Looking Trough a Cloud Darkly


JMJ

The Readings for Tuesday in the 16th week Tempus per Annum (C1)

In the night watch just before dawn the LORD cast through the column of the fiery cloud upon the Egyptian force a glance that threw it into a panic.

If you read Gone with the Wind you get a very different image of Scarlet O’Hara than you do if you watch the movie. The movie skipped bits of the book – which was the best selling book in America at the time – for the sake of brevity. And, because some narrative was edited out, bits of the on-screen story had to be changed. Did you know Scarlet had a son by her first husband before he died early in the war? Anyway: these things did not change the meaning of the movie for the audience at the time because they had all read the book. Moviemakers could make assumptions based on the knowledge of their audience.

I had this reading at the Easter Vigil and I was confused by this verse. Here it is again… so time to look into these word choices.
…Cast upon the Egyptian Force a glance… it sounds like a “dirty look”, or a sort of curse. And what’s with the very off-putting turn of phrase, cast on them a glance that threw? There are no passive verbs in the Hebrew, Greek, or Latin versions of this verse, nor in any English translation.
The Hebrew, Greek, and Latin versions of this text, along with all the English ones based on them, have the Lord looking out and doing something.

The NABRE has the Lord looking out and then – through a really painful grammatical construction – has the Egyptians doing something in reaction to the look.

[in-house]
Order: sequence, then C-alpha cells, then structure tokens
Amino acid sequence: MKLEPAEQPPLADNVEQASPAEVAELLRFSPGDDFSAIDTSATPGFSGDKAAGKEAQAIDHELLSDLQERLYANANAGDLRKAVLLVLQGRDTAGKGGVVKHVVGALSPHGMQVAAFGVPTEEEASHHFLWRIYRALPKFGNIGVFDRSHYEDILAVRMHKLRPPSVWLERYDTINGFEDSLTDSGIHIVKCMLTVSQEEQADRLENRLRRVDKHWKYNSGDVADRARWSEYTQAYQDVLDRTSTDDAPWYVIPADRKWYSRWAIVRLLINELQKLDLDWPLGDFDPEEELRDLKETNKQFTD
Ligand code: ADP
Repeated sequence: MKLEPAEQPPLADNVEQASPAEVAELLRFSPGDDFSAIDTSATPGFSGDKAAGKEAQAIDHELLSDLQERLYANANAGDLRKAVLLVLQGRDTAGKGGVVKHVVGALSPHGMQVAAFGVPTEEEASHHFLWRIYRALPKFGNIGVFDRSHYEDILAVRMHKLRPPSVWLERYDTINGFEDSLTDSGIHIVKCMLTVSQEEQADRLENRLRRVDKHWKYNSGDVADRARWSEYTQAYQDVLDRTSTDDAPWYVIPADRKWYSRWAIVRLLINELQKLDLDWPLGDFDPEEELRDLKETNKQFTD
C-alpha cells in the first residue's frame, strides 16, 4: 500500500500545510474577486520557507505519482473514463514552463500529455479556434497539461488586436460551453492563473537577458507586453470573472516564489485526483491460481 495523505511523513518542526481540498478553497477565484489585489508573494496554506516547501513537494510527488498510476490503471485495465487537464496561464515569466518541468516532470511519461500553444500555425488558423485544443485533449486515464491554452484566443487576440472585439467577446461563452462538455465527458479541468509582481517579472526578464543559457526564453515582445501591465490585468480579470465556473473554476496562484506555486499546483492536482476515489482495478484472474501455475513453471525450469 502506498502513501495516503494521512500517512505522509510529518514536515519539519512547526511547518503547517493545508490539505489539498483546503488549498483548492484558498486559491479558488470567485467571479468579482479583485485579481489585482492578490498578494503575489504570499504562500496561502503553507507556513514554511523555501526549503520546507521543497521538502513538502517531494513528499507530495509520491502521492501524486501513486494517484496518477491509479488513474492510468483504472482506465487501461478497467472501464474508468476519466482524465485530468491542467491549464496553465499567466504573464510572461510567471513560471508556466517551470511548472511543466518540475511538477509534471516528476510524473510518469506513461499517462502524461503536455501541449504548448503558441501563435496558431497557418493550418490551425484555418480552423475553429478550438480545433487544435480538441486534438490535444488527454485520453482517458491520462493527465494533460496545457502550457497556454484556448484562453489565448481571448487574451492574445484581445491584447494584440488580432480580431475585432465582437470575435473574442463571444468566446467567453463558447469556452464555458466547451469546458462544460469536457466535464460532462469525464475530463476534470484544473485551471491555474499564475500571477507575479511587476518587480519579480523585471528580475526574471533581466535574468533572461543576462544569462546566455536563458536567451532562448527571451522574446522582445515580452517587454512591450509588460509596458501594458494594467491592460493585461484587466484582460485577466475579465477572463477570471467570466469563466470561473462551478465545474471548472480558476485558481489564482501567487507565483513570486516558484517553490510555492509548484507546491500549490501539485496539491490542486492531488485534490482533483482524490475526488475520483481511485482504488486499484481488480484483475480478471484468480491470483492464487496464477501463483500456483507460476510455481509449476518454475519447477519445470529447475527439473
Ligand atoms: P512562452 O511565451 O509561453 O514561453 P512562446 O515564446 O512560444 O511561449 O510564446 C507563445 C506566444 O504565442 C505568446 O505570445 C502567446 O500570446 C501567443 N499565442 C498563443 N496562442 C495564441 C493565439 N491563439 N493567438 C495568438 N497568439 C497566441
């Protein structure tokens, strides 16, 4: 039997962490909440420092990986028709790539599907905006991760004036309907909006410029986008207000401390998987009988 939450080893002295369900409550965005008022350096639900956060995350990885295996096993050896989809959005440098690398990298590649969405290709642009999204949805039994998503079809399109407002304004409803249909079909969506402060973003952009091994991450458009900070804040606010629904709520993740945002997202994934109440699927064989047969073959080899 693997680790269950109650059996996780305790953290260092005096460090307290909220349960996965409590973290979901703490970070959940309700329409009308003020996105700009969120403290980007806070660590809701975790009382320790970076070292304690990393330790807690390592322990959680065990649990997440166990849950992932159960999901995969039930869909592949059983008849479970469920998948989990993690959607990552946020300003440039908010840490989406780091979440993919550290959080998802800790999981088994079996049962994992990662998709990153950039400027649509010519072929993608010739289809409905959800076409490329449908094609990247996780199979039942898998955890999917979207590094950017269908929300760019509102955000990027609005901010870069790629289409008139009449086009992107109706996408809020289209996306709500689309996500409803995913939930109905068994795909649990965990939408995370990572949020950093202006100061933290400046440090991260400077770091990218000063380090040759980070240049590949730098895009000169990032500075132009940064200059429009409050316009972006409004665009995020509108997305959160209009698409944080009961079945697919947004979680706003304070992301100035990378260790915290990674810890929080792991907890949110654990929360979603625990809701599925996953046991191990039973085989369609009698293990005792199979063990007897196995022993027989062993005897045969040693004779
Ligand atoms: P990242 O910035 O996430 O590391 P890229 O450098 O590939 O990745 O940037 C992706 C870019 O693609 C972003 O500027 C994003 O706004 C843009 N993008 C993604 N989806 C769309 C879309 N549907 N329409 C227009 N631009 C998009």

Are the translators trying to Save God’s Reputation? Well, probably not. Evidently, one bias in the modern Roman Catholic world is to eliminate “troubling” passages. In the ancient languages, this verse says God kills the Egyptians. That could, you know, raise questions. We’d end up discussing the book of Job.

Better to dodge that bullet by saying the Egyptians panic of their own free will which accidentally implies that they could see God looking at them.

Skipping passages that may raise questions is not limited to the Catholic Church. In the Orthodox Churches, where the daily offices of Matins and Vespers are often pared down to 30-45 mins of time (instead of the full celebration of same which could take – literally – hours) it’s up to the Choirmaster to pick which parts to skip. This results in some interesting choices depending on the biases involved. At a Monastery it’s the Father Superior who has that final say, and there, too, interesting choices are made.

The thing about liturgical editing of texts into a lectionary or an evening service is that it should assume literacy and familiarity on the part of the singers, readers, and congregation. All of us should know what was skipped for the sake of brevity or complexity. We should not be confused by the difference between the movie and the book

The real issue is that we do not know what we’re missing.

So when a Greek Parish compresses the entire 45 minute recitation (hour-plus if singing it properly) of the Matins Canon into 5-8 minutes, the Congregation begins to think that’s normal: it’s only the other, strange parishes that make up stuff to extend this. When the Liturgy of the Hours says here is the text for the Psalm, who notices any more when it skips a few verses? Do even the clergy who have to recite it know? When a church that uses the Common Lectionary has someone say, “That’s not in the Bible!” Is it because they never bothered to learn, or because someone hid it from them?